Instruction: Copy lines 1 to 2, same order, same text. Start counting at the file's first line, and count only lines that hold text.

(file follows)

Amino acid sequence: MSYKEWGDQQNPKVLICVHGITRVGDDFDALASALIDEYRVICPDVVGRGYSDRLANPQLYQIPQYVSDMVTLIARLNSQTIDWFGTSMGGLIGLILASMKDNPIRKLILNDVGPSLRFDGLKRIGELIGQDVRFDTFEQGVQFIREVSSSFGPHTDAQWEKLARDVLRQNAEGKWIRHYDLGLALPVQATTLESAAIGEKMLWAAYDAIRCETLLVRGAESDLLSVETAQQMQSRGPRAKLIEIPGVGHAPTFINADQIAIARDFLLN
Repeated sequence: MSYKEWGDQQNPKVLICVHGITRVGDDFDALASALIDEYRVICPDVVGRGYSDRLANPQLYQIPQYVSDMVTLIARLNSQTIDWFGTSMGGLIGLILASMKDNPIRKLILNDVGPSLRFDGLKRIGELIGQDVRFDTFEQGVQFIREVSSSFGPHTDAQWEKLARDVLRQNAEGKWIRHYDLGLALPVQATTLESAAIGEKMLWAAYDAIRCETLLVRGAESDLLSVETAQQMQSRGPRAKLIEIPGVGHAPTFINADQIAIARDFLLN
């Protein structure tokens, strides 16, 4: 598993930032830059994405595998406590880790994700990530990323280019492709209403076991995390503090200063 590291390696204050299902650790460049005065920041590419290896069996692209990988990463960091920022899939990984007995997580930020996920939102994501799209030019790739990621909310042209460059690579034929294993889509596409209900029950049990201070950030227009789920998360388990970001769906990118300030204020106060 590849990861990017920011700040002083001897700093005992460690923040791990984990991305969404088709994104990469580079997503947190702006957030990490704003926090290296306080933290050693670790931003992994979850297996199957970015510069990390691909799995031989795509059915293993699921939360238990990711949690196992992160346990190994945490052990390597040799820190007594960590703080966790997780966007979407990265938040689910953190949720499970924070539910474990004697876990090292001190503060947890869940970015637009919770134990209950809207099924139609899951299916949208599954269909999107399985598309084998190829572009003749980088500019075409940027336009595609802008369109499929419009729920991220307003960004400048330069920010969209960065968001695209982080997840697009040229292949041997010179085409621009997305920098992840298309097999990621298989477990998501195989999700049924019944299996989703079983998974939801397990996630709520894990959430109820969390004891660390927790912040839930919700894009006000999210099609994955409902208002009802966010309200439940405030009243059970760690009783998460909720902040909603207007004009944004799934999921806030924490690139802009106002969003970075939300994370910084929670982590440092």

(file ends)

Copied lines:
Amino acid sequence: MSYKEWGDQQNPKVLICVHGITRVGDDFDALASALIDEYRVICPDVVGRGYSDRLANPQLYQIPQYVSDMVTLIARLNSQTIDWFGTSMGGLIGLILASMKDNPIRKLILNDVGPSLRFDGLKRIGELIGQDVRFDTFEQGVQFIREVSSSFGPHTDAQWEKLARDVLRQNAEGKWIRHYDLGLALPVQATTLESAAIGEKMLWAAYDAIRCETLLVRGAESDLLSVETAQQMQSRGPRAKLIEIPGVGHAPTFINADQIAIARDFLLN
Repeated sequence: MSYKEWGDQQNPKVLICVHGITRVGDDFDALASALIDEYRVICPDVVGRGYSDRLANPQLYQIPQYVSDMVTLIARLNSQTIDWFGTSMGGLIGLILASMKDNPIRKLILNDVGPSLRFDGLKRIGELIGQDVRFDTFEQGVQFIREVSSSFGPHTDAQWEKLARDVLRQNAEGKWIRHYDLGLALPVQATTLESAAIGEKMLWAAYDAIRCETLLVRGAESDLLSVETAQQMQSRGPRAKLIEIPGVGHAPTFINADQIAIARDFLLN